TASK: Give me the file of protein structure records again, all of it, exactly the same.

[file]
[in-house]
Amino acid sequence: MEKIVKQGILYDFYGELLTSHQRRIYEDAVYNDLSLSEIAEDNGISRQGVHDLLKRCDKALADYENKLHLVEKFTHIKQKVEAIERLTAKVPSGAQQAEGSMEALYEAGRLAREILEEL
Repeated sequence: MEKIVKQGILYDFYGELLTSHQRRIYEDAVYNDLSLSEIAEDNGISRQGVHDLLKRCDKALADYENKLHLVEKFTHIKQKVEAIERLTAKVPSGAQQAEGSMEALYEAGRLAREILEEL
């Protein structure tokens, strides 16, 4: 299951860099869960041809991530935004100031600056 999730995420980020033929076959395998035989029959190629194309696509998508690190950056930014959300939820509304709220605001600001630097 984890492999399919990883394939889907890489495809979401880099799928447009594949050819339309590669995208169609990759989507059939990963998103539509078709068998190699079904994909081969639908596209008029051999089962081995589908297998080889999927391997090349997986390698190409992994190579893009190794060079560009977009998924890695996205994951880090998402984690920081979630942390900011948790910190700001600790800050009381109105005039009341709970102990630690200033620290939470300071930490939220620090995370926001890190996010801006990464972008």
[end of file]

[in-house]
Amino acid sequence: MEKIVKQGILYDFYGELLTSHQRRIYEDAVYNDLSLSEIAEDNGISRQGVHDLLKRCDKALADYENKLHLVEKFTHIKQKVEAIERLTAKVPSGAQQAEGSMEALYEAGRLAREILEEL
Repeated sequence: MEKIVKQGILYDFYGELLTSHQRRIYEDAVYNDLSLSEIAEDNGISRQGVHDLLKRCDKALADYENKLHLVEKFTHIKQKVEAIERLTAKVPSGAQQAEGSMEALYEAGRLAREILEEL
């Protein structure tokens, strides 16, 4: 299951860099869960041809991530935004100031600056 999730995420980020033929076959395998035989029959190629194309696509998508690190950056930014959300939820509304709220605001600001630097 984890492999399919990883394939889907890489495809979401880099799928447009594949050819339309590669995208169609990759989507059939990963998103539509078709068998190699079904994909081969639908596209008029051999089962081995589908297998080889999927391997090349997986390698190409992994190579893009190794060079560009977009998924890695996205994951880090998402984690920081979630942390900011948790910190700001600790800050009381109105005039009341709970102990630690200033620290939470300071930490939220620090995370926001890190996010801006990464972008």